Last Updated on October 28, 2022 by The ZenMaid Team
The following article is based on a presentation by Mike Campion at the 2021 Maid Summit, hosted and organized by ZenMaid. Mike is the owner of Grow My Cleaning Company. He has bought, built, and sold several multi-million dollar companies and coached owners of cleaning companies to clean less, earn more, and grow faster.
As a business owner, what comes to mind when you hear the word funnel? Fresh leads and potential customers, right?
While a marketing funnel designed to attract leads keeps your business running, there’s another important element to success: employees.
An employee attraction funnel helps ensure you’re never struggling to hire and that you can deliver on the promises you make to your customers.
Mike Campion, owner of Grow My Cleaning Company, teaches his clients how to have a steady pipeline of potential employees. Read on to learn some of Mike’s tips for setting up an employee attraction funnel.
The most popular, and most boring, job description ever
Does this job ad look familiar?
“Fast growing cleaning company looking for high energy motivated people, paid training, good benefits vacation, flexible hours. Apply now.”
This is how most cleaning companies write their jobs listings. But here’s the problem with running an ad like this:
- It doesn’t show how you’re different from your competition
- It doesn’t inspire excitement in applicants
- It attracts people who apply to everything
Write job descriptions that focus on core values
If your goal is to attract great-fit applicants, there’s a better way to write job ads.
Instead of listing general tasks and information, write about your company’s core values. Core values are the beliefs that guide your business and its culture. For example, the core values for Mike’s business are “have fun, make money, be real, and help out.”
When you focus on core values, you’ll attract applicants who want to work for you, instead of wanting to work for anybody.
Make good on the promises of your job description
Once you’ve hired someone based on core values, chances are good they’ll be excited about the job.
Don’t pull a bait and switch. Make sure the job they’ve signed up for is the one they actually get. Don’t promise a certain culture or environment in your ad and fail to deliver in real life.
In fact, your entire hiring process should reflect your core values.
Post your job ad on free and paid platforms
Post your ad in multiple places. Aim for a mix of free posts on your social media accounts and paid ads on websites like Indeed or Zip Recruiter.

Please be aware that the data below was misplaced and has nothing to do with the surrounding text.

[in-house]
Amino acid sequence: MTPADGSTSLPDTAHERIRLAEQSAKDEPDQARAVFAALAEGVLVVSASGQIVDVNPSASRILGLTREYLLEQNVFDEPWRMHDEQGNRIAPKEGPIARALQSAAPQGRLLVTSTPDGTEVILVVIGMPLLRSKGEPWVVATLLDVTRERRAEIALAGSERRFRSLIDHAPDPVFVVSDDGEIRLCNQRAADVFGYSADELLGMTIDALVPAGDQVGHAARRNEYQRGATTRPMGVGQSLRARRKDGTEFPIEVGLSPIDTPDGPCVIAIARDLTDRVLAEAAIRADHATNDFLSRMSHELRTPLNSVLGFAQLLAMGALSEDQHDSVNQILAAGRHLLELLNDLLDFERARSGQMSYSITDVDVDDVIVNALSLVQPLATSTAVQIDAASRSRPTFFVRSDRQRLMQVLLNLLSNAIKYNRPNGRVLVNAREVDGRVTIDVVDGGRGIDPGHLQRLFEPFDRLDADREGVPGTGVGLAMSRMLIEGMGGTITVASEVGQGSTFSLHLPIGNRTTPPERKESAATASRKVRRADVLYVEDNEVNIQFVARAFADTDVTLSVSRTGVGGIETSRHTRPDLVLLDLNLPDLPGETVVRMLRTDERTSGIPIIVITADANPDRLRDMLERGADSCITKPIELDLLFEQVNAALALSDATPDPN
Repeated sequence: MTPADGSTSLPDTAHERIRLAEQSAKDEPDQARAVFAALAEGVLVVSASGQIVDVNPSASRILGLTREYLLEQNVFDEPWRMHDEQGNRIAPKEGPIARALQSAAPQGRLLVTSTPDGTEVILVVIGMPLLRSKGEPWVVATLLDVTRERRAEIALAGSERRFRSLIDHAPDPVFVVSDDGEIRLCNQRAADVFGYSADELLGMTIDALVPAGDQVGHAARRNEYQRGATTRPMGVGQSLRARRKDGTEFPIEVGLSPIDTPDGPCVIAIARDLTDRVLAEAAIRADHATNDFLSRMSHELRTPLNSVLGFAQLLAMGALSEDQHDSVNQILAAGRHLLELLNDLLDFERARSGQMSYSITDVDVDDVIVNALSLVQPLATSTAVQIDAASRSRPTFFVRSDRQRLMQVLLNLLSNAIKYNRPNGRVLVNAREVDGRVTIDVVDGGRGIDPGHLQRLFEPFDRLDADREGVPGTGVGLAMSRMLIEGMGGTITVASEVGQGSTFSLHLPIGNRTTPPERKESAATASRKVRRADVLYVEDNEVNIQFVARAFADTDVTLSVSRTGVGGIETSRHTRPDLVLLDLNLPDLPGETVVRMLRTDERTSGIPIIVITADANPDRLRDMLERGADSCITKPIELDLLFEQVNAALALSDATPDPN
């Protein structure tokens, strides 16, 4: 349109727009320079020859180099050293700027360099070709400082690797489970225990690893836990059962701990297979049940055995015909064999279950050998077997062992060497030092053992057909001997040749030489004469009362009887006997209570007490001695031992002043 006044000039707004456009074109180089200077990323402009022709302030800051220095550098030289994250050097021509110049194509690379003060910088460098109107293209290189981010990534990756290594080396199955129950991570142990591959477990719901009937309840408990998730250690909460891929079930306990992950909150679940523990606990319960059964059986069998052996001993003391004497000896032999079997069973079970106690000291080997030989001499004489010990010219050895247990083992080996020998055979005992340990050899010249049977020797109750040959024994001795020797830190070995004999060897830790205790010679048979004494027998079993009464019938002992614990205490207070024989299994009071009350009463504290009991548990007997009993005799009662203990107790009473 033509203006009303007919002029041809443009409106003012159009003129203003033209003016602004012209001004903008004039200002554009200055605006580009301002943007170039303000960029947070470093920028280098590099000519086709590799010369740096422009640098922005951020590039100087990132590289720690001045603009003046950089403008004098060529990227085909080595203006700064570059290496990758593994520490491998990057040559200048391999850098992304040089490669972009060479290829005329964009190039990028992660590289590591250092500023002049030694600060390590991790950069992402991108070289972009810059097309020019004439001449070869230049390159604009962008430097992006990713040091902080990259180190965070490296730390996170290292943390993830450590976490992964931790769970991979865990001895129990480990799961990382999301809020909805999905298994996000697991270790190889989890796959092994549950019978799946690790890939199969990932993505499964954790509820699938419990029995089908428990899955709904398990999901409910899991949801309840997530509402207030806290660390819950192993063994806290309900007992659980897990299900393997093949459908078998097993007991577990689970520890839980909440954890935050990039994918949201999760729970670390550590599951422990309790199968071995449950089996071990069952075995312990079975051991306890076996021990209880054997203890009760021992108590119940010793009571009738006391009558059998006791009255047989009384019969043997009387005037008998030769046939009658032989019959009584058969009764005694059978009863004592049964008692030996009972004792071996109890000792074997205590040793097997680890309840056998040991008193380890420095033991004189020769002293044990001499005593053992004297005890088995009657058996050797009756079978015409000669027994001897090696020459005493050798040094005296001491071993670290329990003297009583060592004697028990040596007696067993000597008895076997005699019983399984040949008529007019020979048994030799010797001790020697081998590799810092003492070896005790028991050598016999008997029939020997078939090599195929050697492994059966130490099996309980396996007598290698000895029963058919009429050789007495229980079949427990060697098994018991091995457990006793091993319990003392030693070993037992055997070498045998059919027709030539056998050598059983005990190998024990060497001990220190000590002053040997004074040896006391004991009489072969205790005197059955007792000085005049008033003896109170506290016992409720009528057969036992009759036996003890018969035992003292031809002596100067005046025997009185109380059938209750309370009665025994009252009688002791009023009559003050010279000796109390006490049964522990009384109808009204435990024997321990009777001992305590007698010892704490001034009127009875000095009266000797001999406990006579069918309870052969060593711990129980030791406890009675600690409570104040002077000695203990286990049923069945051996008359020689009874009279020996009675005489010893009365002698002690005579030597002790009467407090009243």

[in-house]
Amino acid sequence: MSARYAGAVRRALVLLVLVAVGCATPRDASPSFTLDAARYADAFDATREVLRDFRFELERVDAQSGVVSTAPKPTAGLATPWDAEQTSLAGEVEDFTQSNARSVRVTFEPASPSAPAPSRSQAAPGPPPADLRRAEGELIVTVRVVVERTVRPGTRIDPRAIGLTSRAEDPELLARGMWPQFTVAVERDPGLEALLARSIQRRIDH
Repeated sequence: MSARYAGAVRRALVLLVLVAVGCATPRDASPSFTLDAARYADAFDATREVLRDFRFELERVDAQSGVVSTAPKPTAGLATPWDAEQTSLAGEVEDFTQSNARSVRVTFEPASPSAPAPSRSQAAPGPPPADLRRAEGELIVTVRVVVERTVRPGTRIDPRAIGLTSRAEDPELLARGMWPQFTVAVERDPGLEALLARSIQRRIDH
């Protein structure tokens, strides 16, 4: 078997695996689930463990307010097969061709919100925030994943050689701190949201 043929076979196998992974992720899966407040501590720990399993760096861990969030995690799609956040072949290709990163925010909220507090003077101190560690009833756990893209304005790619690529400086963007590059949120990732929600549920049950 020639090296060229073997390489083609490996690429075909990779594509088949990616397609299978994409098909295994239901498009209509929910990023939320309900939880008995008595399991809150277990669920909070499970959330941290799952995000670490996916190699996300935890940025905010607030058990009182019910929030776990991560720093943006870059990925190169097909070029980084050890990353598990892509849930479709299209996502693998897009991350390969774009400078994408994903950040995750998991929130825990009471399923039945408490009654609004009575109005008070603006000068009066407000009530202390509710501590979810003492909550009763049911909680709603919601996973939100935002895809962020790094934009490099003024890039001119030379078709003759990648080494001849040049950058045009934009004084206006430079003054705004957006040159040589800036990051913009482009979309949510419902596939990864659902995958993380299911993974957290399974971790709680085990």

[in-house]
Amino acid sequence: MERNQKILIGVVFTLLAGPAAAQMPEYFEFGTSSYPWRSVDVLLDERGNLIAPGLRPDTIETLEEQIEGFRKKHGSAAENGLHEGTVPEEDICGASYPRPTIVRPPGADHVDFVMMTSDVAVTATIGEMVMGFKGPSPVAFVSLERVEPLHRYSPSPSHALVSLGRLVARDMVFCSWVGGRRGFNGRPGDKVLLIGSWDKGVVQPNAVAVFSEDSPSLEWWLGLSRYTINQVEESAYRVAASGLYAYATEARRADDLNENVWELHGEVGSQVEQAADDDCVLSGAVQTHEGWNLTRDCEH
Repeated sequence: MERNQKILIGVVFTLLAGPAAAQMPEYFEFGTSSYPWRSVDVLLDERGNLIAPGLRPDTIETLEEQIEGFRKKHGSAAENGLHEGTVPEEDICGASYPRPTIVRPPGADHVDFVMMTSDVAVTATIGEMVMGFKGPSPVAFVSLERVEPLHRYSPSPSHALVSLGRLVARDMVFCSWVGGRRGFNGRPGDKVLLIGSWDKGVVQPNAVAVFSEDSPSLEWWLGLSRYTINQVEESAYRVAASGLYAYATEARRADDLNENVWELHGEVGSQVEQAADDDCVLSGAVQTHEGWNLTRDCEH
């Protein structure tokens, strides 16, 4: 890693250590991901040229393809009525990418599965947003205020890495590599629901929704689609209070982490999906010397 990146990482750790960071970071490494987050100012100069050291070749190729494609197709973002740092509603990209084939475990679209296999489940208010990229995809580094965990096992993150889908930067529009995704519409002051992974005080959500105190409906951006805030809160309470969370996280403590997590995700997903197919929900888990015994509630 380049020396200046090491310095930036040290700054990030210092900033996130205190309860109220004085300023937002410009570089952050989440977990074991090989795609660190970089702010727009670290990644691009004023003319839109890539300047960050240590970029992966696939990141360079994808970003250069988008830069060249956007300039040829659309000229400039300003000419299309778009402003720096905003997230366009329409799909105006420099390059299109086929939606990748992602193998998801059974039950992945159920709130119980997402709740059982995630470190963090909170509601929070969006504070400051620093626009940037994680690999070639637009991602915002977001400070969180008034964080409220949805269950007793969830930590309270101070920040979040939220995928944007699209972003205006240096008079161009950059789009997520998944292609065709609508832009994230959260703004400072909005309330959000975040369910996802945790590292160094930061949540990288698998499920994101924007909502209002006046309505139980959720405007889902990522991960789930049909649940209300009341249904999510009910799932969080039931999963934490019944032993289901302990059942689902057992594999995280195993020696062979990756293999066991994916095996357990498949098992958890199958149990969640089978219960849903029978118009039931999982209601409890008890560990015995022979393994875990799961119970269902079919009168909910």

Don’t overlook the power of word of mouth. Ask your employees to share the ad in their networks. A top employee can often bring in another high-performing employee.
How much you should spend on paid ads depends on how many applicants you need. But in general aim for $1 to $3 per applicant. Anything over $6 per applicant is considered high.
Invite applicants to a group interview
Your employee-attraction funnel should include an automated system that invites applicants to a group interview. This system could invite applicants by text, email, or automated voice mail.
Aim to get 10% of applicants to show up for the interview. If you’re getting less than that, review the invitation message you’re sending.
Does the invitation have a different tone or information than the job ad? Does it reflect your core values? Make sure the messages match. If your ad is fun and casual, but the invitation sounds stiff and formal, applicants may decide to pass on the interview.
If you’re consistently attracting job applicants who aren’t a good fit, it’s time to check your ad. Consider whether you’re posting or sharing it in the wrong place. Or maybe the ad needs to be rewritten.
Start your employee attraction funnel before you really need it
It can take some time to develop a hiring system that works, so it’s a good idea to start it before you have an urgent need for employees. This will allow you to experiment or make adjustments.
Even if you don’t hire anyone right away, save the contact information for your most qualified applicants. You’ll need them eventually.
Once you have your funnel running, it should take two to four hours a week to manage.
And once it’s running successfully and you have a selection of great candidates, don’t stop the funnel. You can dial down your budget, but keep the funnel going. Always be hiring.
For more tips on how to attract a steady stream of job applicants, watch Mike’s full talk below:
For more resources on how to grow and perfect your cleaning business, check out the replays from the 2021 Maid Summit, hosted by ZenMaid. The summit featured more than 60 presentations from other maid service owners who shared tools and strategies to help you achieve the highest levels of success in your business.
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